Assessing the impact of climate change on ecosystem service provision in coastal wetlands
Vegetated coastal systems are home to a diversity of native species and provide a range of ecosystem services, including protection against sea level rise and storm impacts due to climate change, sequestration of atmospheric CO2, provision of raw materials, and filtration of pollutants such as excess nutrients and microplastics. However, climate changes and anthropogenic stressors such as eutrophication are likely to alter the species composition and affect the associated ecosystem services in many coastal wetlands.
Our researchers are undertaking research in coastal habitats of international ecological importance, such as the Baltic wetlands, the seascapes of southern England, and mangrove forests in NE Brazil. They use a combination of field sampling, laboratory analysis (radionuclide dating and stable isotope analysis of soil cores) and drone/satellite mapping to evaluate the past and ongoing changes to plant communities, assess carbon sequestration, and calculate the value of carbon stored within wetlands.
These data are used to assess the capacity of these ecologically important habitats to adapt to anthropogenic pressures and to inform policy makers of key steps to mitigate the negative effects to coastal wetlands associated with climate change and anthropogenic stressors.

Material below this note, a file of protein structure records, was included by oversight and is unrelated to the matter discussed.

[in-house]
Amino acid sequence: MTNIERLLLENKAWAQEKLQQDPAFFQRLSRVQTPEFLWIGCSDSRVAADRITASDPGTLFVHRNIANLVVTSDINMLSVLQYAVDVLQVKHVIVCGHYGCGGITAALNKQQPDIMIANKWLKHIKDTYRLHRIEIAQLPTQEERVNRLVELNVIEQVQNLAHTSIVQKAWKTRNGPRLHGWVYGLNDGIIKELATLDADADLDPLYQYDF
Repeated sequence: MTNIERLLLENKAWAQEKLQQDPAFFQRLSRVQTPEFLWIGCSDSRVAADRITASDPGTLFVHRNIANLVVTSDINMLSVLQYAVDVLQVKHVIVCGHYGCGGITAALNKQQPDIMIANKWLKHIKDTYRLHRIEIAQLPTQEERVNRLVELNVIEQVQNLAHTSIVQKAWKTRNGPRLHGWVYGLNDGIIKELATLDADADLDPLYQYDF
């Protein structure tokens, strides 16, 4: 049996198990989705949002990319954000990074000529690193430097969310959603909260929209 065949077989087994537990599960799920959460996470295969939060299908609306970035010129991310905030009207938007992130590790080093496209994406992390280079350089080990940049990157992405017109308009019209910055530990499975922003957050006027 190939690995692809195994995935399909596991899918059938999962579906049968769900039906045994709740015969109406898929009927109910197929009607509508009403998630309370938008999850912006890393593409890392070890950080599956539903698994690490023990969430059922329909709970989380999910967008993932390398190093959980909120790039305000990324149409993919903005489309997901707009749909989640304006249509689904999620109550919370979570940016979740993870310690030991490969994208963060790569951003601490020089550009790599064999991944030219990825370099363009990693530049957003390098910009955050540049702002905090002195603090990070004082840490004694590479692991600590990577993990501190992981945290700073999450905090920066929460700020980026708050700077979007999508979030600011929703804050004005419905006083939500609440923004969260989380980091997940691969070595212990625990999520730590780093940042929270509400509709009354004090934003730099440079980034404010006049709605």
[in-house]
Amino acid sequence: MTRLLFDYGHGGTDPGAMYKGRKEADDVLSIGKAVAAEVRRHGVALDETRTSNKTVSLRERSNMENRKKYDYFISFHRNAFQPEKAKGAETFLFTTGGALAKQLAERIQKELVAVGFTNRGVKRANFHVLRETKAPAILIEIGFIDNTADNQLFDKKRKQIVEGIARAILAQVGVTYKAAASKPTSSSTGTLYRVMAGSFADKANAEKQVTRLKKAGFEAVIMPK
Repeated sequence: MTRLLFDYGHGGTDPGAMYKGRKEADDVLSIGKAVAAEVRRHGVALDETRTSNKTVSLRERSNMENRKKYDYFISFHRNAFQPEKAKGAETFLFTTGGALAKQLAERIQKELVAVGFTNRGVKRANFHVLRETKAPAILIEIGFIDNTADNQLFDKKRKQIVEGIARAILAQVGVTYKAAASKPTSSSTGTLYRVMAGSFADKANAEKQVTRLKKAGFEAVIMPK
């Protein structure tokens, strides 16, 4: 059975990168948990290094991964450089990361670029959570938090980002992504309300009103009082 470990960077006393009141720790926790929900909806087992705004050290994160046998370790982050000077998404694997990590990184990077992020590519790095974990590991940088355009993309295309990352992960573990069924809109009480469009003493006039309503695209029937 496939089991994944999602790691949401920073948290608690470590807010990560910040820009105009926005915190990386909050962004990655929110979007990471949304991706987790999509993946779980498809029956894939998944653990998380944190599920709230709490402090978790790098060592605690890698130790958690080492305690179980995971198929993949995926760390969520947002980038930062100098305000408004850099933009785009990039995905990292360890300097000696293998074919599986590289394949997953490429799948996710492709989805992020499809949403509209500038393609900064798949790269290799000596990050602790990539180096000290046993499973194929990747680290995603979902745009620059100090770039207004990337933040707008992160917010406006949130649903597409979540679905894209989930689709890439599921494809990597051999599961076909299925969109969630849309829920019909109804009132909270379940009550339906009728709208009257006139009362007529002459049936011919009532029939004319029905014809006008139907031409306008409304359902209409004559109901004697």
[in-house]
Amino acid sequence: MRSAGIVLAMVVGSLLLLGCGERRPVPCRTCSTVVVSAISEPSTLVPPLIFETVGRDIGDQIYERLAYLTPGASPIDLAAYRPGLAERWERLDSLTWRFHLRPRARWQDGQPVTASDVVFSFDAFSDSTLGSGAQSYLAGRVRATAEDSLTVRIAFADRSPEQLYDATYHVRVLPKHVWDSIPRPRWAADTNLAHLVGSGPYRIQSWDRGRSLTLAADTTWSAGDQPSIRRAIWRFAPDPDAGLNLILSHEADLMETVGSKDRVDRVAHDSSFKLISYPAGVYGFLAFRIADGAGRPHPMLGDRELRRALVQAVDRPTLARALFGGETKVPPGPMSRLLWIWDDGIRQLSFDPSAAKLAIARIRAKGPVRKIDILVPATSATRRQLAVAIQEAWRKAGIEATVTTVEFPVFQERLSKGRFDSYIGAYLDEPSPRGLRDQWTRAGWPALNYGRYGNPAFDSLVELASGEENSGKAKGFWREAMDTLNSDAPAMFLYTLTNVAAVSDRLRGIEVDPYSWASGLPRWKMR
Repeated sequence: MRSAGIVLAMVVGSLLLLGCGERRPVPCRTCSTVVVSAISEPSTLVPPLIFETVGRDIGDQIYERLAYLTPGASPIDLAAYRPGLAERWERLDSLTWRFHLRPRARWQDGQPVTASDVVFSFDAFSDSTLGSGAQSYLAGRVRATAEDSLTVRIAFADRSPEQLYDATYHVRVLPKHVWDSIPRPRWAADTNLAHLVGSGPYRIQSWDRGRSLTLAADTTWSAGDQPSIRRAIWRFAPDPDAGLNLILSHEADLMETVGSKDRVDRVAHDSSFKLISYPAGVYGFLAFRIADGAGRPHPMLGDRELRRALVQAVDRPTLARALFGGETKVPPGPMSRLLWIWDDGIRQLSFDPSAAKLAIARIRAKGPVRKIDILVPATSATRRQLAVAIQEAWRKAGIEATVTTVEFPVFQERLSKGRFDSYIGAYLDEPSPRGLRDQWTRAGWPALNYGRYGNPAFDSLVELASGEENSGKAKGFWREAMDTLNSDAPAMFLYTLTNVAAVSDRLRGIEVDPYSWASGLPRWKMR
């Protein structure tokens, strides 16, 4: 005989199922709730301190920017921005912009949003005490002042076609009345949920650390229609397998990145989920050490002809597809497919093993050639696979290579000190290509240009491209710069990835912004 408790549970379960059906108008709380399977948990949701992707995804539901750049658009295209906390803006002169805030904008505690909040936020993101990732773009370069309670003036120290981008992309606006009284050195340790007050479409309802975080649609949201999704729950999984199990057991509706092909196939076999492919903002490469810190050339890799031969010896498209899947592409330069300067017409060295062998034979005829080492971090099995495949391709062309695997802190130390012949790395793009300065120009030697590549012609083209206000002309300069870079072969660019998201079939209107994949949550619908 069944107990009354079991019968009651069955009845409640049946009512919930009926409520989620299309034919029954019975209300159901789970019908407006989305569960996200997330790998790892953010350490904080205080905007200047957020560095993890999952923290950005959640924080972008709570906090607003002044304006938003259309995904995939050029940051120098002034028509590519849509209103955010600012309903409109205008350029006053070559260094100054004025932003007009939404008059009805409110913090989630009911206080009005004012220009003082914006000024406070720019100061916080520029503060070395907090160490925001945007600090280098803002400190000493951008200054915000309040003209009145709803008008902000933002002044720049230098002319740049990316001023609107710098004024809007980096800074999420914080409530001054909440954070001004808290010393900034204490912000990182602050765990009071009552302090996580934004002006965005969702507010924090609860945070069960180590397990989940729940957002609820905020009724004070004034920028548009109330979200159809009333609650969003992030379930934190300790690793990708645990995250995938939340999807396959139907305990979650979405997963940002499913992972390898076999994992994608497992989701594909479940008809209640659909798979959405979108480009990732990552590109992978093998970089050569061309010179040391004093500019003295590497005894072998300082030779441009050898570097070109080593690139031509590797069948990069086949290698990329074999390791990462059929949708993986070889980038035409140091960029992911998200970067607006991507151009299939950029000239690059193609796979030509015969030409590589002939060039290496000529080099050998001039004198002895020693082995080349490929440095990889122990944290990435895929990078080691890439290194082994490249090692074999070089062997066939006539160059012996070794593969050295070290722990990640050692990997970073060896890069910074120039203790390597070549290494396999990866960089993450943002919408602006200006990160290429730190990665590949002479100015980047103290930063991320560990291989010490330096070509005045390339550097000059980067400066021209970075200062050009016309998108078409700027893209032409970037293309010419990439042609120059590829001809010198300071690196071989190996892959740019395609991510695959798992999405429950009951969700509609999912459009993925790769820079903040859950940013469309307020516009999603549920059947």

Linking historical hydroclimates and climate change
Documents such as diaries, letters and reports are a valuable source of historical weather records, the analysis of which could greatly improve the collective understanding of climate cycles.
Bringing together a team of experts in the environmental and climate history of southern Africa, our researchers are analysing descriptions of weather events within historical records to reconstruct climate variability in the period preceding the systematic collection of meteorological data. Archival materials are also used to understand how societies in history were impacted by weather events and how they adapted to climate variability. In formerly colonised countries, archive data can additionally unravel how patterns of response to recurring climatic extremes were influenced by the expansion and intensification of colonial power. Projects are currently focused on Mozambique, Portugal and the UK.
Working towards rapid, in-situ monitoring of steel corrosion
Affecting every industry where water meets steel (e.g. the maritime sector, ports, water purification plants, energy production, offshore renewable energy production), steel corrosion represents an often-underestimated threat to the economy.
Our researchers have developed a sensor to monitor in-situ the main environmental markers used to determine the risk of corrosion. In collaboration with the Antwerp Maritime Academy (AMA), the set-up will be tested through a range of industrial case studies (e.g., at wind turbines, water desalination plants and ship’s hulls/ballast tanks) at sites across Europe and the UK.
The continuous measurement of corrosion risk markers will be further enhanced by the use of a newly developed statistical package (SOCORRO). As such, this project will help to implement targeted preventative and remedial measures against steel corrosion across several economically important industrial sectors.